Dipper BD0123000
Convoy L427000
XinTD X341000

Measurements taken at 30sec from a distance of 7ft.


Standard reverse clicky switch operation. 

Click on. Half press for mode change. L-M-H-Strobe-SOS 

Strobe is a medium, constant strobe.

 

In my particular sample, my switch jammed after a few minutes of use. This was fixed by dislocating the driver from its position and re-positioning the switch. After several hours of use it has yet to repeat the issue.

 

 

Charging: 

The small adapter snaps onto the switch of the BD01. It takes a fair amount of force to pop it back off. The flashlight will function normally with or without the adapter attached.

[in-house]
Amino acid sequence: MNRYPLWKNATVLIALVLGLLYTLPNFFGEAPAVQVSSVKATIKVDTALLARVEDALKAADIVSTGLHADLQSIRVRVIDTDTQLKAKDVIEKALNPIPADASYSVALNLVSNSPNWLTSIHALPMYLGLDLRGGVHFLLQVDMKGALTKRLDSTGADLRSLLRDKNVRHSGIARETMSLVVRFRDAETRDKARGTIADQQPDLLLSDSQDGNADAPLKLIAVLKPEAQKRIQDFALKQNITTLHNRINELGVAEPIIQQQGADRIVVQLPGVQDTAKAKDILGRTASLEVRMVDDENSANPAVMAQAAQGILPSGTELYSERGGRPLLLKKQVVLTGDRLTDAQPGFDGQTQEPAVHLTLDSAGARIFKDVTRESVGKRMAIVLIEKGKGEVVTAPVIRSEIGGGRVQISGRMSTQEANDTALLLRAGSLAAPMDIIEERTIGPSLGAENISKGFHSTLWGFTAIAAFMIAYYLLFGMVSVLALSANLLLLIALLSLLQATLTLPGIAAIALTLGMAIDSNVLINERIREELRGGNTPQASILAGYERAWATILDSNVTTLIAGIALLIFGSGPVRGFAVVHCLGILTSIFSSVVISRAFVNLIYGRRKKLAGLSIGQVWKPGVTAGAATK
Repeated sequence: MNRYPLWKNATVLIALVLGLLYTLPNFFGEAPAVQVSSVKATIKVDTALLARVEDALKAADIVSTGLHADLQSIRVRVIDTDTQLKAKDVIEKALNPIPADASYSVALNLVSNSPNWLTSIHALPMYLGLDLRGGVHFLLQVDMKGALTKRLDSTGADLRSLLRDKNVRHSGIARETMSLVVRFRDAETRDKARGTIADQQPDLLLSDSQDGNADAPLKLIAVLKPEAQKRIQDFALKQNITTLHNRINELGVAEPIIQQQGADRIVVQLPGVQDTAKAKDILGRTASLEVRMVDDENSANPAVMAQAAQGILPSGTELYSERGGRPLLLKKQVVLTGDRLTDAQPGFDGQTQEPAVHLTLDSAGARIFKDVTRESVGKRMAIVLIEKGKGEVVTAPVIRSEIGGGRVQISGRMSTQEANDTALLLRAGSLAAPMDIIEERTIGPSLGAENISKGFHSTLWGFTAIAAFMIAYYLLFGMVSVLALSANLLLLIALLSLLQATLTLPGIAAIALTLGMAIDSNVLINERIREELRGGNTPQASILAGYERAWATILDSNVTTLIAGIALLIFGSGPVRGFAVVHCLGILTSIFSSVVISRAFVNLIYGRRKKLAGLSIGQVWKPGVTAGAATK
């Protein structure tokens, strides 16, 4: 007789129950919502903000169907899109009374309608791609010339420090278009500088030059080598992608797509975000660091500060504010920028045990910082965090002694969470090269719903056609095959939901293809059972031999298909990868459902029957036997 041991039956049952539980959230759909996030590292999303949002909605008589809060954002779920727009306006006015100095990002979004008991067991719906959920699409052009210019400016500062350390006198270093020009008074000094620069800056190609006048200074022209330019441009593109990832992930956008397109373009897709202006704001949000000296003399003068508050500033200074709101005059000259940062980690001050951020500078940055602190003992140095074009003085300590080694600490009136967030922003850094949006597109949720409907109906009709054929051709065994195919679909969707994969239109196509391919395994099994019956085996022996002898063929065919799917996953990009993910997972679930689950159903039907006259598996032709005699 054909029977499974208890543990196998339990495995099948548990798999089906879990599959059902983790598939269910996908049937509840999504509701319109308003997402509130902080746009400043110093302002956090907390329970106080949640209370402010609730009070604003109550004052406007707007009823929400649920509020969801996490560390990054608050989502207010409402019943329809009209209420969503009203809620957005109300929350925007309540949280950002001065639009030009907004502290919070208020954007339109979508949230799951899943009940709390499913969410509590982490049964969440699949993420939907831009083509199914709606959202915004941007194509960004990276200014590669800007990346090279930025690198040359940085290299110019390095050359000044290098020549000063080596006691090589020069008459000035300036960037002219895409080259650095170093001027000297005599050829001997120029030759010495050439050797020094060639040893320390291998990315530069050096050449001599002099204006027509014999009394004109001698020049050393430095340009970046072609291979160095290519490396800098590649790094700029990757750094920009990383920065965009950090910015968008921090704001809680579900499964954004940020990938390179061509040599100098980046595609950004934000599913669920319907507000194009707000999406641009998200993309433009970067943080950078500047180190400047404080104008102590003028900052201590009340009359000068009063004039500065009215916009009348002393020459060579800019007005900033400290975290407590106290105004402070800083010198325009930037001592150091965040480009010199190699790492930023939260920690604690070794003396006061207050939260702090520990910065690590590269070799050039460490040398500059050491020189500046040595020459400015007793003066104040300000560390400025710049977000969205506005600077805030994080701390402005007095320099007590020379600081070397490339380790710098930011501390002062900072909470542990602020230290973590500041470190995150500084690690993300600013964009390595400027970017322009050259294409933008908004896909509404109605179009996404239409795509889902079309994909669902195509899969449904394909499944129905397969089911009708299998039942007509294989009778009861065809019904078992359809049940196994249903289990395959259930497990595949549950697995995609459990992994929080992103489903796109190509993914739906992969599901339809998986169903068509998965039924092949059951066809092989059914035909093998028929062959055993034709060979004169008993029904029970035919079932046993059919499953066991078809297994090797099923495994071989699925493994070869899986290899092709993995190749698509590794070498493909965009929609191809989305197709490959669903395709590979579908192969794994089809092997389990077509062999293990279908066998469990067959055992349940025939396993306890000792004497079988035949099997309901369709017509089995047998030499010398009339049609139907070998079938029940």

I've charged a few different cells from a protected king kong 26650 to an unprotected 18650 laptop pull. Consistently charges to 4.23v; A little high for my preference, but still in the acceptable range. It seems to follow cc/cv as I monitored the charge several times with an Xtar Vi01. I have not had the opportunity to charge a cell that was below 3.9v.

The first picture was taken towards the end of the charge cycle.

The small led, which can be seen further down in the breakdown section, lights up from below the centering piece. Red while charging and Green when complete.

 

 

Pictures:

The Dipper BD01 arrived in a nice little box with some hard foam cut out to fit the various accessories, including: Chinese/English manual, Dipper BD01 flashlight, charge adapter, lanyard, usb to micro usb cable, and the power adapter.